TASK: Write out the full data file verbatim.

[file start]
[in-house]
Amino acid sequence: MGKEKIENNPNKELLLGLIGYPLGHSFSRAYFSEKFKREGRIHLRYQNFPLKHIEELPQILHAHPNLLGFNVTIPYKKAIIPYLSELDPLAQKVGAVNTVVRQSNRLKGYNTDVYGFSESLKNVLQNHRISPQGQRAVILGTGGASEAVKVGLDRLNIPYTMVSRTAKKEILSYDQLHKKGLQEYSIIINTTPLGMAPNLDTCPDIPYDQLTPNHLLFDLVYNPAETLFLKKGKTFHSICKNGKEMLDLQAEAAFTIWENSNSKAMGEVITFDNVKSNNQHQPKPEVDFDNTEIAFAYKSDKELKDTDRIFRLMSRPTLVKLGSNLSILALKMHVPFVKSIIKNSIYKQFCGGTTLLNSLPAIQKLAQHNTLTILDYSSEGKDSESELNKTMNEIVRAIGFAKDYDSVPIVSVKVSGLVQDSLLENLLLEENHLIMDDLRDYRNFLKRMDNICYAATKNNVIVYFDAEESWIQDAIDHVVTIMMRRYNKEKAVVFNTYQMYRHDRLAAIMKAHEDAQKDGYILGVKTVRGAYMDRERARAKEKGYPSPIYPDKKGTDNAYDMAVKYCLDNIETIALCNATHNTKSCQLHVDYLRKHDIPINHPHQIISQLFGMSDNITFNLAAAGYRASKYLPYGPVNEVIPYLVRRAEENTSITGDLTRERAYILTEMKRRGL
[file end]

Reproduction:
[in-house]
Amino acid sequence: MGKEKIENNPNKELLLGLIGYPLGHSFSRAYFSEKFKREGRIHLRYQNFPLKHIEELPQILHAHPNLLGFNVTIPYKKAIIPYLSELDPLAQKVGAVNTVVRQSNRLKGYNTDVYGFSESLKNVLQNHRISPQGQRAVILGTGGASEAVKVGLDRLNIPYTMVSRTAKKEILSYDQLHKKGLQEYSIIINTTPLGMAPNLDTCPDIPYDQLTPNHLLFDLVYNPAETLFLKKGKTFHSICKNGKEMLDLQAEAAFTIWENSNSKAMGEVITFDNVKSNNQHQPKPEVDFDNTEIAFAYKSDKELKDTDRIFRLMSRPTLVKLGSNLSILALKMHVPFVKSIIKNSIYKQFCGGTTLLNSLPAIQKLAQHNTLTILDYSSEGKDSESELNKTMNEIVRAIGFAKDYDSVPIVSVKVSGLVQDSLLENLLLEENHLIMDDLRDYRNFLKRMDNICYAATKNNVIVYFDAEESWIQDAIDHVVTIMMRRYNKEKAVVFNTYQMYRHDRLAAIMKAHEDAQKDGYILGVKTVRGAYMDRERARAKEKGYPSPIYPDKKGTDNAYDMAVKYCLDNIETIALCNATHNTKSCQLHVDYLRKHDIPINHPHQIISQLFGMSDNITFNLAAAGYRASKYLPYGPVNEVIPYLVRRAEENTSITGDLTRERAYILTEMKRRGL